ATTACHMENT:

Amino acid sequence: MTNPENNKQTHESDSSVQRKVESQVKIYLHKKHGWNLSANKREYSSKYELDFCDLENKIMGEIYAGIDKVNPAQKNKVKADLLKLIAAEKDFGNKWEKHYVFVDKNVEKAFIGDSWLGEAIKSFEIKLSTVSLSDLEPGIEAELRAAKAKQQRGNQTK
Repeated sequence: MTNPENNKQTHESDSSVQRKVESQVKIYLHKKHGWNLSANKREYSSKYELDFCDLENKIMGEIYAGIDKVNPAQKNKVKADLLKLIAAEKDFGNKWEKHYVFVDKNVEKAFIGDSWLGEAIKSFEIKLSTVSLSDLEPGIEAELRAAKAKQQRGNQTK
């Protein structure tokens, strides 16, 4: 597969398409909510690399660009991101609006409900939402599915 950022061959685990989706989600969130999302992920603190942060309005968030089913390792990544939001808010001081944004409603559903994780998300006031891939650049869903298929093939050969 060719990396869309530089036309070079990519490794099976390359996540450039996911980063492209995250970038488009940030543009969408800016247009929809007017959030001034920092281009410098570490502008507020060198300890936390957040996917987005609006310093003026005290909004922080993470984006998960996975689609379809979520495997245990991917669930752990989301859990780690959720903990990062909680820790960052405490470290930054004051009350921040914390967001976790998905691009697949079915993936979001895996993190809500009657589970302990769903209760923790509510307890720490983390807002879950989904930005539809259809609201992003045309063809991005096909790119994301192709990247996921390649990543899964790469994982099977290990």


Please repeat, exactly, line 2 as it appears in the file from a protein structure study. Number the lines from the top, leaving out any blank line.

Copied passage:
Repeated sequence: MTNPENNKQTHESDSSVQRKVESQVKIYLHKKHGWNLSANKREYSSKYELDFCDLENKIMGEIYAGIDKVNPAQKNKVKADLLKLIAAEKDFGNKWEKHYVFVDKNVEKAFIGDSWLGEAIKSFEIKLSTVSLSDLEPGIEAELRAAKAKQQRGNQTK